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Smoke/Fire Alarms

Discussion in 'Home and Garden' started by DampCat, Dec 7, 2017.

  1. DampCat

    Capodecina

    Joined: Feb 26, 2007

    Posts: 12,740

    Location: Manchestah

    I've got a townhouse and in it are 4 alarms, wired. On the ground floor the alarm is in the utility room, next to the garage and shower room. This is handy for informing everyone within 500m when a guest is showering in my home, even with an extractor on.

    Upstairs there's one in the kitchen and one right outside the kitchen on the landing. Both of these are great for letting people know when sausages are being lightly fried.

    Up upstairs, there's one on the landing. I actually don't mind this guy. He's alright.

    Now I don't want to burn to death in my sleep but I'd love to be able to just do day to day tasks without the alarms going off. I set the ground floor one off today when showering downstairs (I've never used that shower but we have decorators in so my usual is out of service). It was 6:30 AM and after 4 minutes of wafting it wouldn't stop so I tore it off the ceiling in fury.

    Are there any particular alarms I should look at? I have a nest thermostat, are the nest protects good? I saw it has a warning stage so it could tell me it's detected something and give me a chance to confirm it's bacon before it starts screaming. Is that right? Do others do that? I don't care about the cost really I just want to be safe. In silence.
     
  2. Pho

    Sgarrista

    Joined: Oct 18, 2002

    Posts: 8,642

    Location: Derbyshire

    Unless you want smart connected alarms, go with Aico. Practically everyone uses them. I bought mine from superlec as they were the cheapest, but this was a while back so shop around for prices. They're all interconnected over cable rather than their wireless bases.

    If your existing alarms are going off you probably have the wrong type - you shouldn't have one in the kitchen anyway, use a heat alarm. Ionisation smoke alarms are better for fast new smoke and are more prone to cooking smoke, whereas optical are less likely to be triggered by cooking smoke and work best with mature smoke.

    I went with:
    • EI146RC optical smoke alarm: bottom of hallway and top of hallway above stairs
    • EI144RC heat alarm: kitchen
    • Ei261ENRC carbon monoxide alarm: kitchen (the boiler's in there)
    • Ei1529RC - control panel switch to silence / hush / locate alarms. Because I have a carbon alarm on the circuit this was recommended and if you do set things off whilst cooking it stops the whole house sounding like a war zone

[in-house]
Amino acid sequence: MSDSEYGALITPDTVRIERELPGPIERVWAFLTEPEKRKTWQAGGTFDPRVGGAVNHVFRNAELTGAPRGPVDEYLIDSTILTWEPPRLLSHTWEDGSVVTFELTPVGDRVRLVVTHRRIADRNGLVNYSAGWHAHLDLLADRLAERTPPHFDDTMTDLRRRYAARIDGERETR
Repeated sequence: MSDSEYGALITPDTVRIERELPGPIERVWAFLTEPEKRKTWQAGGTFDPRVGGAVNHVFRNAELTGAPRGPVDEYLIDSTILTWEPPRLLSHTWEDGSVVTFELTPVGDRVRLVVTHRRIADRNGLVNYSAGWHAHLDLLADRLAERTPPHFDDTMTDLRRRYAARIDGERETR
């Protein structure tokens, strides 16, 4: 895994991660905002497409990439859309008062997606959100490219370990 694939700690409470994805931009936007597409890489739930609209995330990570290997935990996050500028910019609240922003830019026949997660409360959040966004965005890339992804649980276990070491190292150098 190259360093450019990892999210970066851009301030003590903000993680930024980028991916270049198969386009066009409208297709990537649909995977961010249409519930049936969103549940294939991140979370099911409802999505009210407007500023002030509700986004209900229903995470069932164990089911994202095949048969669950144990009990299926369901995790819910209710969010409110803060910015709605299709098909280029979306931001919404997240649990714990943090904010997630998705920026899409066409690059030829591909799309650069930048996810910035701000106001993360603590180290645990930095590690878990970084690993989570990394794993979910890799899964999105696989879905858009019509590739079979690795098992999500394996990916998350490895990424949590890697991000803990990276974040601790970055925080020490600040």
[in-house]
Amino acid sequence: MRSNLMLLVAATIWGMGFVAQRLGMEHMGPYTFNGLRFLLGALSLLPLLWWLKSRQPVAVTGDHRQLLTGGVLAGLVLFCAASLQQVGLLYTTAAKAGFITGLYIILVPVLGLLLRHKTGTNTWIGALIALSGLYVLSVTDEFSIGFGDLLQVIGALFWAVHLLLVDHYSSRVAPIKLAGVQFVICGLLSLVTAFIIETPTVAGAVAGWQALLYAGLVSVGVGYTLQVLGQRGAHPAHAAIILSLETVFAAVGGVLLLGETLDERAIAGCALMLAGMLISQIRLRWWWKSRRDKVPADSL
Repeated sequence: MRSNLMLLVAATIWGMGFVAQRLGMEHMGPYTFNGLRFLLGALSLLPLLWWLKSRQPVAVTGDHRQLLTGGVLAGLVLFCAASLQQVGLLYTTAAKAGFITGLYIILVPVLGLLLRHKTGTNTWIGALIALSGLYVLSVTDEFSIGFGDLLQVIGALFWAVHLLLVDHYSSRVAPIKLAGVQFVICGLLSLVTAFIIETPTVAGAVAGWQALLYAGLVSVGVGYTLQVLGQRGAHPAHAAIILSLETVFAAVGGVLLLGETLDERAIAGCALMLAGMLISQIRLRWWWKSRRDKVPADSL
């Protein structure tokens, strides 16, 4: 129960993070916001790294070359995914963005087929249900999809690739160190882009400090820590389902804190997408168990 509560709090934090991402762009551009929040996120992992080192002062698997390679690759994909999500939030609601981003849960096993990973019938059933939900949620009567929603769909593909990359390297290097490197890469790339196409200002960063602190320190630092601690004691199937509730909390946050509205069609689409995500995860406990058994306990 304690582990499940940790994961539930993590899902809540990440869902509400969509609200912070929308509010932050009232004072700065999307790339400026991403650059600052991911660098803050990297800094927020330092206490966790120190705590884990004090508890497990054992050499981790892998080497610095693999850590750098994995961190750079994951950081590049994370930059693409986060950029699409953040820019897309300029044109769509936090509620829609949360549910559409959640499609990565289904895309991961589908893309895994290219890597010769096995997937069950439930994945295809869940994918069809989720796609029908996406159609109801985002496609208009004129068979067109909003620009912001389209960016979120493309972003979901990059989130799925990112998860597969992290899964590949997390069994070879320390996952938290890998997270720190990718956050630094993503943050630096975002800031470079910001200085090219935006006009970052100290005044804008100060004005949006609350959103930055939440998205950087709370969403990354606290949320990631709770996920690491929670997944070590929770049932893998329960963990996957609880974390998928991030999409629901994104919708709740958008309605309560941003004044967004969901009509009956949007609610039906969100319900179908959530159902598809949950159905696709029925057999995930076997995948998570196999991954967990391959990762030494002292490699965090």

3. Six6siX

    Mobster

    Joined: Nov 25, 2004

    Posts: 4,613

    Location: Hertfordshire

    I have a couple of Wired Nest Protects - one upstairs and one downstairs.

    They integrate with the Nest app and you can view history etc as you can with the thermostat.

    Convenient because they do both smoke and carbon monoxide and the detection is very good at not giving 'false positives' - steam etc. You get an alert on the phone if they lose power (or low battery if you have the battery powered version) and a pre-alert and voice warning if something is detected before sounding the main alarm.

    I really like the path light feature that senses proximity and lights up the area with a dim (adjustable) glow - really useful for if you get up at night so you don't have to turn the lights on.

    Had them about a year now and am very pleased.
     
  4. Kaka

    Hitman

    Joined: May 11, 2004

    Posts: 968

    Nest Protect 2nd Gen. Great piece of kit, and thoroughly recommend it.
     
  5. JAMAL

    Soldato

    Joined: Oct 19, 2002

    Posts: 6,861

    I have 2 battery nest protects and they seem to be great, the best feature i think is that the alarms tell you where the fire is which could be a life saver if your property is big and help you make the correct decisions in an emergency.
     
  6. PlacidCasual

    Mobster

    Joined: May 13, 2003

    Posts: 4,916

    As above I have 4 Nest protects in my house, they don't seem ridiculously sensitive to false alarms, the feature that tells you where the fire is really reassuring, app is good. I'd recommend them.
     
  7. DampCat

    Capodecina

    Joined: Feb 26, 2007

    Posts: 12,740

    Location: Manchestah

    Despite how incredibly useful your post was, I think I'm going to go with the nests just because of the integration. The Mrs says she likes the nightlight business and that it tells me where the issue is across 3 floors is handy.

    I had no idea about the different types for different environments so I'd totally sticky your post if I could.
     
  8. DampCat

    Capodecina

    Joined: Feb 26, 2007

    Posts: 12,740

    Location: Manchestah

    Thanks all
     


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